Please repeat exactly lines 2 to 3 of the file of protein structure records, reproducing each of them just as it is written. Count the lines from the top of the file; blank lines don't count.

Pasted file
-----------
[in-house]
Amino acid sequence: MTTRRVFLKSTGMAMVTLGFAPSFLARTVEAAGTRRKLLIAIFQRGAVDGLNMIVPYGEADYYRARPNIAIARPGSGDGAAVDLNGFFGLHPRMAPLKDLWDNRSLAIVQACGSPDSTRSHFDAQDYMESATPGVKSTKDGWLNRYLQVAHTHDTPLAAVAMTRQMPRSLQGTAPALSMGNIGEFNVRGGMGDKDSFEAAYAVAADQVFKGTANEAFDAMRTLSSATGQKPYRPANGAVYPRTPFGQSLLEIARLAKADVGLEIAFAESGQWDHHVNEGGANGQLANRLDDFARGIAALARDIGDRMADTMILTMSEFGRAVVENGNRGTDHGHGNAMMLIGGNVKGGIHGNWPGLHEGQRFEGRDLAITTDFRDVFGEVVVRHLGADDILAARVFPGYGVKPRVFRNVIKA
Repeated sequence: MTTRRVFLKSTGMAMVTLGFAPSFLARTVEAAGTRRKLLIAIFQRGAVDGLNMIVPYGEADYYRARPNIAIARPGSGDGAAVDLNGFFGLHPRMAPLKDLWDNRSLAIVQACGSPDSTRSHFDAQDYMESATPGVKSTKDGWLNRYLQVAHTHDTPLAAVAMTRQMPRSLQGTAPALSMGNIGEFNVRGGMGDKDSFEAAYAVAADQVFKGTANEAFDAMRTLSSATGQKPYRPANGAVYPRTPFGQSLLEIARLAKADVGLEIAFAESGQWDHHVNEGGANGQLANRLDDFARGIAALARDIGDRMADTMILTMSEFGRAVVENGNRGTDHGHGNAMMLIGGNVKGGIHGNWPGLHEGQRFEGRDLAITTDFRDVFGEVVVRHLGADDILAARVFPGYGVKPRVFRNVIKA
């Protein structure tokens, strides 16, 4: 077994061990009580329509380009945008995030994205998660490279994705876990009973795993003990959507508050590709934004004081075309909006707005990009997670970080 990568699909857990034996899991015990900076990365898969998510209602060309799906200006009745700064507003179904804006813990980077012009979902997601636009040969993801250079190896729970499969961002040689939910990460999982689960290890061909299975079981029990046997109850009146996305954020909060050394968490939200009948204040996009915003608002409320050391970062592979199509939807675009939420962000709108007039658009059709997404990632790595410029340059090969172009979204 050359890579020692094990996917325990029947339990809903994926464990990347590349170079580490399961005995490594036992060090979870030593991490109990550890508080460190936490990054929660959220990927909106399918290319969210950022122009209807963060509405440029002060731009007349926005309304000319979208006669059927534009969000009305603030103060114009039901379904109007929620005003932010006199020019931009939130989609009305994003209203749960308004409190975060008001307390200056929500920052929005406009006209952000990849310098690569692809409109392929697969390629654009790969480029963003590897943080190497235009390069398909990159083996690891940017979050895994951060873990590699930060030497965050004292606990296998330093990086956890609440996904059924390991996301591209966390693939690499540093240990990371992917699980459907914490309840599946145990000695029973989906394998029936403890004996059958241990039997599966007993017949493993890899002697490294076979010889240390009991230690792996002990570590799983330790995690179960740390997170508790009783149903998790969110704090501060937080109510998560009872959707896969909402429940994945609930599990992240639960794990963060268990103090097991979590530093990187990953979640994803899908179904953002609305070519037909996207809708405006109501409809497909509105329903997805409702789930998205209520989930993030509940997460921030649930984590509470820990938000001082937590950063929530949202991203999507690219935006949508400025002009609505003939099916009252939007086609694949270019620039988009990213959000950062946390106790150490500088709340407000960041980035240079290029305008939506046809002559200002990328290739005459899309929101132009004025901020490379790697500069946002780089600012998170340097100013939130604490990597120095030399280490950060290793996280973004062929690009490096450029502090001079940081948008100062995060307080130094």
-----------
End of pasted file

Amino acid sequence: MTTRRVFLKSTGMAMVTLGFAPSFLARTVEAAGTRRKLLIAIFQRGAVDGLNMIVPYGEADYYRARPNIAIARPGSGDGAAVDLNGFFGLHPRMAPLKDLWDNRSLAIVQACGSPDSTRSHFDAQDYMESATPGVKSTKDGWLNRYLQVAHTHDTPLAAVAMTRQMPRSLQGTAPALSMGNIGEFNVRGGMGDKDSFEAAYAVAADQVFKGTANEAFDAMRTLSSATGQKPYRPANGAVYPRTPFGQSLLEIARLAKADVGLEIAFAESGQWDHHVNEGGANGQLANRLDDFARGIAALARDIGDRMADTMILTMSEFGRAVVENGNRGTDHGHGNAMMLIGGNVKGGIHGNWPGLHEGQRFEGRDLAITTDFRDVFGEVVVRHLGADDILAARVFPGYGVKPRVFRNVIKA
Repeated sequence: MTTRRVFLKSTGMAMVTLGFAPSFLARTVEAAGTRRKLLIAIFQRGAVDGLNMIVPYGEADYYRARPNIAIARPGSGDGAAVDLNGFFGLHPRMAPLKDLWDNRSLAIVQACGSPDSTRSHFDAQDYMESATPGVKSTKDGWLNRYLQVAHTHDTPLAAVAMTRQMPRSLQGTAPALSMGNIGEFNVRGGMGDKDSFEAAYAVAADQVFKGTANEAFDAMRTLSSATGQKPYRPANGAVYPRTPFGQSLLEIARLAKADVGLEIAFAESGQWDHHVNEGGANGQLANRLDDFARGIAALARDIGDRMADTMILTMSEFGRAVVENGNRGTDHGHGNAMMLIGGNVKGGIHGNWPGLHEGQRFEGRDLAITTDFRDVFGEVVVRHLGADDILAARVFPGYGVKPRVFRNVIKA